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Text Illustrations
It was a cold, winter day. A carcass, on an ice floe, floated slowly down the Niagra River. An Eagle, flying overhead, spied the easy prey below, and descended upon it. He began to eat. As he did, the water of the river began slowly pushing the flow toward the falls. But could not the eagle, stretch forth his great wings and fly? Could he not, at the very brink of the falls, leap the safety of the air? Had he not done so a thousand times before? So slowly, he continued to eat. As he waited, the water of the river began pushing the floe faster and faster and closer and closer to the falls, until the roar of the falls began to echo throughout the canyon. He waited until the very mists of the falls began rising above his head. Finally, he stretched forth his great wings to fly.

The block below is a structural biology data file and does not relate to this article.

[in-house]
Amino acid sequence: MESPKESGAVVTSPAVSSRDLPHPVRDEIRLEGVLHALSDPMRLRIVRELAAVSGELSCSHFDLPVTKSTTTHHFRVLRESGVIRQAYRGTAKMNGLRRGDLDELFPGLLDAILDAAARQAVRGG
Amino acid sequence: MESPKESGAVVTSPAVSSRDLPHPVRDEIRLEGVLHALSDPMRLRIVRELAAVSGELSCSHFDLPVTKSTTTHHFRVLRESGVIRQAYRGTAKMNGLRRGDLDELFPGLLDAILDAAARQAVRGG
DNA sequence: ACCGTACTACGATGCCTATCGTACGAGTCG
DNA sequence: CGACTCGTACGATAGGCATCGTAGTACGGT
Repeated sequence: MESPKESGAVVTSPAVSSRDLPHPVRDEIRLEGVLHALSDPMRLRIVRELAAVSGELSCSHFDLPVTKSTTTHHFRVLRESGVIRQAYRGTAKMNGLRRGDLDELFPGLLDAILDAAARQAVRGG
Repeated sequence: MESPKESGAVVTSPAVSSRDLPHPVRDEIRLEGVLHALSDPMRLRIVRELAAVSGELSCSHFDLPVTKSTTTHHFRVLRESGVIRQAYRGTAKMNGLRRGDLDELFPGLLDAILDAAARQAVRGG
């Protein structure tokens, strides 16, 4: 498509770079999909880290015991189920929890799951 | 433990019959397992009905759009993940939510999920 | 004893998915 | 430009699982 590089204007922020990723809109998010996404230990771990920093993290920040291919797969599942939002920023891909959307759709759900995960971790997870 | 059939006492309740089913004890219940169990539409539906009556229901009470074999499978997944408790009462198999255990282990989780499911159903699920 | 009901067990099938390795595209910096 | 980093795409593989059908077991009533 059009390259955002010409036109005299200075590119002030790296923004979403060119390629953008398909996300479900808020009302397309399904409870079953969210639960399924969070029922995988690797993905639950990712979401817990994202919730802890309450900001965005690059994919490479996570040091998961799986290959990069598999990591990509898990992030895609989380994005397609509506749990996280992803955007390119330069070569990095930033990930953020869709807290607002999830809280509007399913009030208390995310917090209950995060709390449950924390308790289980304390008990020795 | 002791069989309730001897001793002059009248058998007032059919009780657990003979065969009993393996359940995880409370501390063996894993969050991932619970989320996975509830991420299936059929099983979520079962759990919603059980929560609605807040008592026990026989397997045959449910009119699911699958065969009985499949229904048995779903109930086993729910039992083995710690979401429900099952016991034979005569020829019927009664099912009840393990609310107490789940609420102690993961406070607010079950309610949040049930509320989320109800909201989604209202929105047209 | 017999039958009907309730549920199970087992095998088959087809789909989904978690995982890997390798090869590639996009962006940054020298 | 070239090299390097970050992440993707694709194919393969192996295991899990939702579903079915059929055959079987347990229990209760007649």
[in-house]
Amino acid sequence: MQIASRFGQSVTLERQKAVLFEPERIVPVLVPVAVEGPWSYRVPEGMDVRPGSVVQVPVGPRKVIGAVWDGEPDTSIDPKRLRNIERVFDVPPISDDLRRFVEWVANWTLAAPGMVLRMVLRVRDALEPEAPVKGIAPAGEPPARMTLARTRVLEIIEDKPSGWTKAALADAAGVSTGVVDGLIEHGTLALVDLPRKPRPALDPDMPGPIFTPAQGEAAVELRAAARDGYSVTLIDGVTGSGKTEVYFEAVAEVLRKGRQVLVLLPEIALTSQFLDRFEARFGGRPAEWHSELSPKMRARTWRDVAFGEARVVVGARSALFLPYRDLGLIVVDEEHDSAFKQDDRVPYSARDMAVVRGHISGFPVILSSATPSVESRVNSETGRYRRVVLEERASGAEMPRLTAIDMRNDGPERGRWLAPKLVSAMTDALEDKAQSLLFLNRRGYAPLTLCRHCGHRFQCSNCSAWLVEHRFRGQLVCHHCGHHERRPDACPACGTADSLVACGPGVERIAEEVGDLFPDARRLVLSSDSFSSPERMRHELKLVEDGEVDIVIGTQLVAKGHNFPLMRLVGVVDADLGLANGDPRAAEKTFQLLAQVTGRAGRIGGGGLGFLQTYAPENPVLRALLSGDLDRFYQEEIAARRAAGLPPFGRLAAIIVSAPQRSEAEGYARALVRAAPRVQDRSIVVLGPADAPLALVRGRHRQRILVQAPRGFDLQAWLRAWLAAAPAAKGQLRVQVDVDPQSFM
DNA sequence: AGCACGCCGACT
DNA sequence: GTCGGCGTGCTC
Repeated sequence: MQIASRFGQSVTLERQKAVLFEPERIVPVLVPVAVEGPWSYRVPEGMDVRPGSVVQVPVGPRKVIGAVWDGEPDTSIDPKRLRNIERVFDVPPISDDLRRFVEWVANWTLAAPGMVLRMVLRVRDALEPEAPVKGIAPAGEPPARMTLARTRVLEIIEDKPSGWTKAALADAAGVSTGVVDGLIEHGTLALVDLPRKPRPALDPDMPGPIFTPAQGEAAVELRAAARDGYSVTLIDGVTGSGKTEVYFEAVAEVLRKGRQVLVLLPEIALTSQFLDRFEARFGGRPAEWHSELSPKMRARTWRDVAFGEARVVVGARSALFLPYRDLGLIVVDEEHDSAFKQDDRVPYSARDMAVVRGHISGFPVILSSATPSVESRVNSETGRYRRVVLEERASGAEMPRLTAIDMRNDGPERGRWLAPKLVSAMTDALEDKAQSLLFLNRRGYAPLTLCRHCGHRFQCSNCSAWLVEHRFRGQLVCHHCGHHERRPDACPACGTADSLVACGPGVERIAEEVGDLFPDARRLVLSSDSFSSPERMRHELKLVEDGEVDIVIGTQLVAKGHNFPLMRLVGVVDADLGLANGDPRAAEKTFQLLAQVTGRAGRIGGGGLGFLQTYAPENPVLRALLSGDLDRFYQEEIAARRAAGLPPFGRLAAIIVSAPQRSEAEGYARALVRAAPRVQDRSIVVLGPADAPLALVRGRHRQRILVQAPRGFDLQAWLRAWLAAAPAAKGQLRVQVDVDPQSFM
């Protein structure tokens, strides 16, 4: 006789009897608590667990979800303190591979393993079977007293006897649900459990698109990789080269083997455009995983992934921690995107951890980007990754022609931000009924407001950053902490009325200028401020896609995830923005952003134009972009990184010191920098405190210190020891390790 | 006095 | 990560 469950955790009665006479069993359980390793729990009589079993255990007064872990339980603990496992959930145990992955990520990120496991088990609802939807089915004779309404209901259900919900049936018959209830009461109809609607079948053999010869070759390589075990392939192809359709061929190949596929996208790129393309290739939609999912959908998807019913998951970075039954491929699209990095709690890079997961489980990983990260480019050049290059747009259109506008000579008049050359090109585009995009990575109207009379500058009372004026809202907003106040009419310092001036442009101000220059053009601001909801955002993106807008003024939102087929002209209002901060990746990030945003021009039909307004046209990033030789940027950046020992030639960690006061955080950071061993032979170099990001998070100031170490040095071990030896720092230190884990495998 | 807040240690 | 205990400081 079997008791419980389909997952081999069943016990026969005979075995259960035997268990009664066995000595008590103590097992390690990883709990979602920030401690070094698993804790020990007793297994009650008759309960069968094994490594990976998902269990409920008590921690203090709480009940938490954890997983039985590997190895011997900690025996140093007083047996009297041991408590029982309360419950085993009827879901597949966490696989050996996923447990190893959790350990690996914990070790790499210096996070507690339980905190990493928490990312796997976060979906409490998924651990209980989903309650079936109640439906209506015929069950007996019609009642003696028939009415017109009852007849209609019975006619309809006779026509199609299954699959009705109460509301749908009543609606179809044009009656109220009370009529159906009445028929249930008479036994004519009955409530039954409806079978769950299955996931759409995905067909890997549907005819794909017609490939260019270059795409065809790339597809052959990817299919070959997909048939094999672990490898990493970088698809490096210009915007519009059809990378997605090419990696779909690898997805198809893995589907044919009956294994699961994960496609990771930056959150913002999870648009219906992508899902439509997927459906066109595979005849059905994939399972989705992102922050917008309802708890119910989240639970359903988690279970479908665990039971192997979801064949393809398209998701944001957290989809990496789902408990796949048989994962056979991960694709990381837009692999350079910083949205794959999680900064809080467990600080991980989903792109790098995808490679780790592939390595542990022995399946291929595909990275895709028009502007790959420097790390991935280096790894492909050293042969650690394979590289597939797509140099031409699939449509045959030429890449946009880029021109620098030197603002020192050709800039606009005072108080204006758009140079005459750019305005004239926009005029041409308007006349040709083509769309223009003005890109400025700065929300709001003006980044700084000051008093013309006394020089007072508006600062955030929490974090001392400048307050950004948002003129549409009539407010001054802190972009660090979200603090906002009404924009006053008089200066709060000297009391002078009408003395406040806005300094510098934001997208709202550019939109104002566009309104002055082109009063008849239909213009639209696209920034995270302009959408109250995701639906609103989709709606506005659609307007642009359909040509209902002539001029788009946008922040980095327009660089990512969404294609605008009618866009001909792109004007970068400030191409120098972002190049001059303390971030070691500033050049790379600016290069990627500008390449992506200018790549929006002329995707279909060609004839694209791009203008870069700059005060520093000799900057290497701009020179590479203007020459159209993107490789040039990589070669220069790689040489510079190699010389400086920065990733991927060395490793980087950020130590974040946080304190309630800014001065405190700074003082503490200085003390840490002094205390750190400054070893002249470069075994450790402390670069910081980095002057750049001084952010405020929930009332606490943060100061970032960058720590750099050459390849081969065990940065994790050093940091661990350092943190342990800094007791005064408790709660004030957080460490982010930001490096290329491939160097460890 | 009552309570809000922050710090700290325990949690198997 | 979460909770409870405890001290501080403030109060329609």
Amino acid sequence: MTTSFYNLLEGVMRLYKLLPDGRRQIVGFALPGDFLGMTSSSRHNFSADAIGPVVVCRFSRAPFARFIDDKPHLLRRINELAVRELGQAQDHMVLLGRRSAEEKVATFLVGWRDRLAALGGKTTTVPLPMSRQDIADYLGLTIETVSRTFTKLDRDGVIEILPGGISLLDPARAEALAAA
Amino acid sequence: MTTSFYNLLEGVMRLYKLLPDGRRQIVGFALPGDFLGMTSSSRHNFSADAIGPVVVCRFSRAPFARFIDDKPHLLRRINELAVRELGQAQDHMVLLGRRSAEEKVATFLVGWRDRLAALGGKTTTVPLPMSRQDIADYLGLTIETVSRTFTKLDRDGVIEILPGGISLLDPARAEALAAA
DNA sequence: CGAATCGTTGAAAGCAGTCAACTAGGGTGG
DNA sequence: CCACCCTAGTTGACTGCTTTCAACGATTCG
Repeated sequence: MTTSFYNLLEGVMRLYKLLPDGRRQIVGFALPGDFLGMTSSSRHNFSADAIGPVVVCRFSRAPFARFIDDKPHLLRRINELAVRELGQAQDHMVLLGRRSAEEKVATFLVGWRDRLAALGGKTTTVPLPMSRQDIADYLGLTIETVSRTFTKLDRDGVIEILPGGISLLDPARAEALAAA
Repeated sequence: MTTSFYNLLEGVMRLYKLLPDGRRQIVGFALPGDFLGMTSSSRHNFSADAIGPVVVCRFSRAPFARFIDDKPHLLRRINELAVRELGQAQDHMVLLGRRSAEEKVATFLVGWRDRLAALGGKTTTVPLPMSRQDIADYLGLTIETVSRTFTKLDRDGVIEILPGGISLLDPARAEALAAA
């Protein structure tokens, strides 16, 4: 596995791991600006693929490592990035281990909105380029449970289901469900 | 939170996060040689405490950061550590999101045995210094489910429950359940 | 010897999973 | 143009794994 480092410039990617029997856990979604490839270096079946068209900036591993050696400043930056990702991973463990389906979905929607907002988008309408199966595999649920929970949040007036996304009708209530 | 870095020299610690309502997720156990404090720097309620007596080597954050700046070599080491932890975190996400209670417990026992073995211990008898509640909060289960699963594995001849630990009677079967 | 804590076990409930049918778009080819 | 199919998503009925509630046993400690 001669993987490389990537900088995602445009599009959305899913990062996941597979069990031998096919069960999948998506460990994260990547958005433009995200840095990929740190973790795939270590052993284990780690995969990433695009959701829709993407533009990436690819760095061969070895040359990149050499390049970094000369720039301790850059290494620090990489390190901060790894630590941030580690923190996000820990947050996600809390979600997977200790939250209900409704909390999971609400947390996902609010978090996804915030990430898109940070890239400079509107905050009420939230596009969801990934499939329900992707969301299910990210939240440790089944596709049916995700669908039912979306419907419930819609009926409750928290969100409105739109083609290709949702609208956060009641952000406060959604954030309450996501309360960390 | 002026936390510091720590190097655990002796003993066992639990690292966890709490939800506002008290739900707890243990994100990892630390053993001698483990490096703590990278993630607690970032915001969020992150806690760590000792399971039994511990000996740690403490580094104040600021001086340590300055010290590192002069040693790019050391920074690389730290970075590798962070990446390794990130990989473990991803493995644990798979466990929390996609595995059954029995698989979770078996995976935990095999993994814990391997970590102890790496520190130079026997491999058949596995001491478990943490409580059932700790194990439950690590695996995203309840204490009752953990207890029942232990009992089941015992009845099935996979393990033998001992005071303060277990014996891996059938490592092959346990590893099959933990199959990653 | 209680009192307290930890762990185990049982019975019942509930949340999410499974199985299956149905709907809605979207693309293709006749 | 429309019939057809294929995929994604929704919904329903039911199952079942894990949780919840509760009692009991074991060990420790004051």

Unknown to him, his talents, sunk in the frozen flesh of his prey, and sunk in the ice of the floe, had frozen solid. His fait was sealed. He struggled and he struggled and he tried to get away, but he could not, until at last the floe went over the falls and unto the rocks below. He had waited too long. (Knight’s Master Book of New Illustrations).

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